News from Lesley University

Lesley University’s Early College Partnership earns state designation ‘Pilot’ cohort includes 40 students from Cambridge Rindge and Latin High School 

Lesley University’s Early College partnership with the Cambridge Public Schools has received state approval for designation as a Massachusetts Early College Program
Our program, which launched in January, provides students at Cambridge Rindge and Latin School (CRLS) with opportunities to fulfill high school graduation requirements while also earning college credits transferable to any Massachusetts state college, university or community college. Lesley’s Early College program currently offers career-focused pathways in the ​​health sciences, art and design, and human services and social work. In the future we hope to add pathways in environmental science, education and communications.
As part of the pilot program, about 40 CRLS sophomores, juniors and seniors are coming to campus twice a week for classes taught by Lesley faculty. The group also meets with the program advisors once a week, and students participate in a weekly supplemental instruction (SI) session with Lesley SI instructors.
“Our faculty report that they have been impressed with the group’s academic commitment and enthusiasm, and we look forward to welcoming more CRLS students next year as the program expands,” President Janet L. Steinmayer wrote in an April 11 message to the Lesley community.
Here’s more information about Lesley’s Early College Partnership with the city of Cambridge.

Lesley University announces sale of 1627 Mass. Ave. property Transaction will add to Cambridge’s stock of affordable housing, advance university campus strategy and investments 

This month, Lesley and the city of Cambridge announced the future sale of the university-owned property at 1627 Massachusetts Ave. — the former Undergraduate Admissions and Visitor Services Center — to a local nonprofit.
The university recently agreed to sell the historic property to Homeowner’s Rehabilitation Inc. (HRI), a Cambridge-based non-profit developer of affordable housing. HRI has provided affordable housing since 1972 and has extensive experience with the adaptive reuse of historic buildings and in new construction of affordable housing.
“Knowing how great the need is for affordable housing in Cambridge, Lesley made a significant financial contribution by accepting a lower offer to make this transaction possible,” President Janet L. Steinmayer wrote this week in a message to the Lesley community. “We think this is an excellent outcome for the city and are proud of the investment that Lesley is making to create new housing opportunities in our community.”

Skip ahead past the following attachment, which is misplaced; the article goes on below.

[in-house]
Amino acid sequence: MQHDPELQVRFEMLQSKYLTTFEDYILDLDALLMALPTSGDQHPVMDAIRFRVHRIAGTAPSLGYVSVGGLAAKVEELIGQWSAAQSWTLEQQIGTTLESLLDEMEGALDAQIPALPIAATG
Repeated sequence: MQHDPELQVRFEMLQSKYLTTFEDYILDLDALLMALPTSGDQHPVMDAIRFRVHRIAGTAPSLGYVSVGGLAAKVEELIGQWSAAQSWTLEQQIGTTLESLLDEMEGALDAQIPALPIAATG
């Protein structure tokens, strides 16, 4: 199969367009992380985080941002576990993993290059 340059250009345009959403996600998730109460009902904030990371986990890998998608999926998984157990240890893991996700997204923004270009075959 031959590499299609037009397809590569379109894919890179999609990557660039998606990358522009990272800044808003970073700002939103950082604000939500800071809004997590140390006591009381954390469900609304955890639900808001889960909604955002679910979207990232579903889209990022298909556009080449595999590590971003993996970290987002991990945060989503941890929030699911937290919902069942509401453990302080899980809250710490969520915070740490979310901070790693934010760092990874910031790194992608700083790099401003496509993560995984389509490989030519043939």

Read more about how this sale will swell the city’s supply of affordable housing.

Lesley enhancing campus counseling servicesInnovative partnership with Lesley and Riverside Community Care will support mental health and wellness, create opportunities for students 

Leveraging its expertise educating mental health providers and responding to the increasing levels of anxiety, stress, suicide, addiction and ADHD among young adults, Lesley is partnering with one of the state’s largest non-profit mental health providers, Riverside Community Care.The partnership creates a proactive model of student mental health and wellness care. It will begin to address some of the persistent shortcomings of the current campus-based mental health system and seeks to find new, effective and evidence-based approaches and treatments.
This summer, Riverside will open an outpatient mental health center on Lesley’s campus, the Riverside Outpatient Center at Cambridge. Lesley’s current Counseling Center will then have the capacity to expand its wellness programming, and focus on advancing the field. Serving more than 40,000 people a year in Massachusetts, Riverside offers a wide range of mental health care, developmental and brain injury services, early childhood and youth programs, addiction treatment, trauma response, and more.
“Riverside Community Care brings a depth and breadth of services that would be challenging for any sized university to create on their own,” says President Janet Steinmayer. “A transformative learning experience starts with students feeling relaxed, safe and connected to their peers. As educators, we have to invest in the whole person and their wellbeing to be the most effective.”
Read more about this exciting and important partnership.